Curator Maori welcomed to museum

Rose Mohi (front right), of Hawkes Bay, leads Migoto Eria, the new curator Maori at the Otago Museum, into the museum's Tangata Whenua gallery for an official welcome yesterday, accompanied by her husband, Tom Rowell, son, Tomoana Rowell (3), and Sarah Snelling, of Dunedin. Photo by Linda Robertson.
Rose Mohi (front right), of Hawkes Bay, leads Migoto Eria, the new curator Maori at the Otago Museum, into the museum's Tangata Whenua gallery for an official welcome yesterday, accompanied by her husband, Tom Rowell, son, Tomoana Rowell (3), and Sarah Snelling, of Dunedin. Photo by Linda Robertson.

Otago Museum's first Maori curator, Migoto Eria, was given a full Maori ceremonial welcome at the museum yesterday as she began her new job.

Miss Eria was previously the inaugural curator Maori at MTG Hawkes Bay, the Napier-based Museum Theatre Gallery, and she has a BA (Hons) in Maori studies and linguistics from Victoria University of Wellington.

Her Maori ancestry was linked to Hawkes Bay and it had been a ''real privilege'' to have been accepted by southern iwi in taking up her job, and in the ''fantastic welcome'', she said.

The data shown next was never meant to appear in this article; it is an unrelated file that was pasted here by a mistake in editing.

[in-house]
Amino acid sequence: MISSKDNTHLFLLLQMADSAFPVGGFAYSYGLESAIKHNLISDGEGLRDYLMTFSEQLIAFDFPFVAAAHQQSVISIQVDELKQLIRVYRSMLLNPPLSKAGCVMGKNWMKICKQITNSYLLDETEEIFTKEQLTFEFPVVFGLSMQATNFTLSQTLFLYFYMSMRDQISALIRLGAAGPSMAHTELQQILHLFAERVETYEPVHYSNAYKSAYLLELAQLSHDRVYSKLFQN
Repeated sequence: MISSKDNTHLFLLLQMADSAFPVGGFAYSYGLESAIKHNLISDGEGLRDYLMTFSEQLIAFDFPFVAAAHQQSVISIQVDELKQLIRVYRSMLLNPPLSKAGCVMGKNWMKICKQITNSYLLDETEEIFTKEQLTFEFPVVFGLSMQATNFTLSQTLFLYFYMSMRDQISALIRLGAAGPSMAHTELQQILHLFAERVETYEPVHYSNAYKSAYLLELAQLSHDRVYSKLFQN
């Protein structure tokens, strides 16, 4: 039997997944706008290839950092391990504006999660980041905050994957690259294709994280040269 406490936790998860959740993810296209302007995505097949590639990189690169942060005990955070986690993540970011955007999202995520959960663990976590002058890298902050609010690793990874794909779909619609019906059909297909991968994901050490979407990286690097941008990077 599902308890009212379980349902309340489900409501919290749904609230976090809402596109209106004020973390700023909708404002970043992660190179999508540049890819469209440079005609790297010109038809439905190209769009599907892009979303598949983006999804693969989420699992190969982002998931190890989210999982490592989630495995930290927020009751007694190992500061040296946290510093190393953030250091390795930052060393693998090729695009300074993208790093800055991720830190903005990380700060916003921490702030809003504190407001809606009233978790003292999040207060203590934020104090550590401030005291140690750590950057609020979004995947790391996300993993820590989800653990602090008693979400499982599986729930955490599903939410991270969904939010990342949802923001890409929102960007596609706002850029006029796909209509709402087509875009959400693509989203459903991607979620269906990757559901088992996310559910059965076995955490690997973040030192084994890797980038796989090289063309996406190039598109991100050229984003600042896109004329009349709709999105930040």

She had been successful in working with her own and with other iwi in the past.

She was looking forward to the challenges of the new job, including helping with a planned redevelopment of the museum's Tangata Whenua gallery, she said in an interview.

This was a ''big project'' and she had already had experience in helping redevelop the Maori gallery at MTG Hawkes Bay.

Otago Museum director Dr Ian Griffin was ''very excited'' about Miss Eria's appointment, which partly reflected moves by the museum to strengthen its collection-related staffing.

Her appointment was ''a strong signal that we're taking our collection very seriously''.

The museum's Maori treasures were also being taken ''especially seriously'', he said.

Two other museum professionals, Robert Morris, of Adelaide, and Nyssa Mildwaters, of Leeds, will take up other senior posts at the Otago Museum as, respectively, director, collections and research, and conservation manager, in August.

john.gibb@odt.co.nz

Pātaka whakairo

Maybe the beautiful pātaka whakairo will not have to languish in a dark corner now, where it is difficult to admire its exquisitely carved sides. Also, maybe the gallery's taonga will be better dusted. The Otago Museum is excellent and it a place we can be proud of, but allowing dust to collect on treasures, such as the carved panels, does not reflect civic pride or respect for the art and what it represents. 

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